Formula One teams will vote today on whether to approve four changes to cars which could make overtaking easier in the 2019 F1 season.
RaceFans understands F1 bosses are confident the proposed tweaks to the front wings, rear wings, brake ducts and bargeboards will have a positive effect on how closely cars can run together. The majority of teams have studied the proposals using CFD and shared their findings last week.
The proposals face a crunch vote today because any changes to the technical regulations for 2019 made from tomorrow will require unanimous approval. An electronic vote of the members of the F1 Strategy Group, F1 Commission and World Motor Sport Council is being held. The changes require 70% approval from the commission to go ahead.
The changes are being voted on in two parts. The first is to approve changes to the front wing (reducing the outwashing effect), simplifying the front brake ducts (including a ban on winglets) and increasing the width and depth of the rear wing. A second vote will be taken on whether to simplify elements of the barge boards.
Increasing the size of the rear wing would potentially increase the power of DRS. This could prompt further changes in the position and length of DRS zones.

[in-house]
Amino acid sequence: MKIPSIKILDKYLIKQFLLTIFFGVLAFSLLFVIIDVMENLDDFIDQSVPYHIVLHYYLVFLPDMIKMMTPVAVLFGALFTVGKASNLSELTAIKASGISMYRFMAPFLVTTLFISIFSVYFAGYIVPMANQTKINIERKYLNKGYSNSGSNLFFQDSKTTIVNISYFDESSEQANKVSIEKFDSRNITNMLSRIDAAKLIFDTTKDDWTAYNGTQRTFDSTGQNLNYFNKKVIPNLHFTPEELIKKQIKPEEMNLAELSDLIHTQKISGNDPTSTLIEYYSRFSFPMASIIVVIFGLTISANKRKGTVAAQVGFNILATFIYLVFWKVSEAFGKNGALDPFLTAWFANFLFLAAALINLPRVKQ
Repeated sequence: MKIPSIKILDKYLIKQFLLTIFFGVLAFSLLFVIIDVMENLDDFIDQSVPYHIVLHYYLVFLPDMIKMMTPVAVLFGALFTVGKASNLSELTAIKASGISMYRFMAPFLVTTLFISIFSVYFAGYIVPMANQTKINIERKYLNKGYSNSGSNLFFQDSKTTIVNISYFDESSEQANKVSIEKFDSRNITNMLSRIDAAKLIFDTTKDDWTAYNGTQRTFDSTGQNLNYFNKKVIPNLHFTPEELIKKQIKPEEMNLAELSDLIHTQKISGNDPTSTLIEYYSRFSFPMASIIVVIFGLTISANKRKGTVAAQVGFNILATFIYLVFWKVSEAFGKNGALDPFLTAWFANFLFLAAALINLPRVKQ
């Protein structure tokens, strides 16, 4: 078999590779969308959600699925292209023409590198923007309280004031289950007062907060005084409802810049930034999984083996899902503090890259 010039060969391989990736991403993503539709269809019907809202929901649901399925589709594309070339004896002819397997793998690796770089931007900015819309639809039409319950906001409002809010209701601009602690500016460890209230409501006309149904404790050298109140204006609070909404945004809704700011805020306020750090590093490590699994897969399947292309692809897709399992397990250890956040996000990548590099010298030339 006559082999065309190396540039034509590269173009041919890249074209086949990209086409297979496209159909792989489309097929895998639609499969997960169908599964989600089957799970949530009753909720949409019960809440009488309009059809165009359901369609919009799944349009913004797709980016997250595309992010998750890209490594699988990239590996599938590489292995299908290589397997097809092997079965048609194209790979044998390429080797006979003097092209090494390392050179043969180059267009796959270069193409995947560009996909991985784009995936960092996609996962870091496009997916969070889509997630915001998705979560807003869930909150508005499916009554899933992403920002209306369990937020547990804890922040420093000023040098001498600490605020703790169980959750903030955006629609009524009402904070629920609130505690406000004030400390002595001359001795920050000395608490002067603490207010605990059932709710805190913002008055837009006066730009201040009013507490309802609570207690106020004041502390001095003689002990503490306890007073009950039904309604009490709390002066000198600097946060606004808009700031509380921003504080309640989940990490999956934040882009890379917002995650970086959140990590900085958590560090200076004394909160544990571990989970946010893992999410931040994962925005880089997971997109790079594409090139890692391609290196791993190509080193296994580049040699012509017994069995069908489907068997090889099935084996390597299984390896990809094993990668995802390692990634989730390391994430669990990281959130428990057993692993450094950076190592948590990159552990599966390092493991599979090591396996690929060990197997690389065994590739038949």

Teams have faced a short turnaround to approve the changes which were first proposed at the Bahrain Grand Prix. However F1 bosses feel the plans have benefited from more research than most recent rules changes.
RaceFans has also learned there is concern that failing to act now will mean the overtaking problem continues to worsen as the technical regulations remain unchanged and teams continue to find more downforce from their cars.
2018 Azerbaijan Grand Prix in picturesMercedes executive director Toto Wolff praised the research which had gone into the proposal. “They did some really good work and there is some data which we will intensely discuss [today] in the factory and come up with a yes or no,” he said.
Force India chief operating officer Otmar Szafnauer said the teams wanted the opportunity to research the changes themselves ahead of the “drop dead date” of today’s vote.
“My opinion is if you do it with scientific experiments and you have a better understanding of what the outcome’s going to be than just rolling the dice then you should wait because the better information you have the better the decision you have,” he said.
Szafnauer added there has been no discussion of a moratorium to allow the vote to be taken after today.
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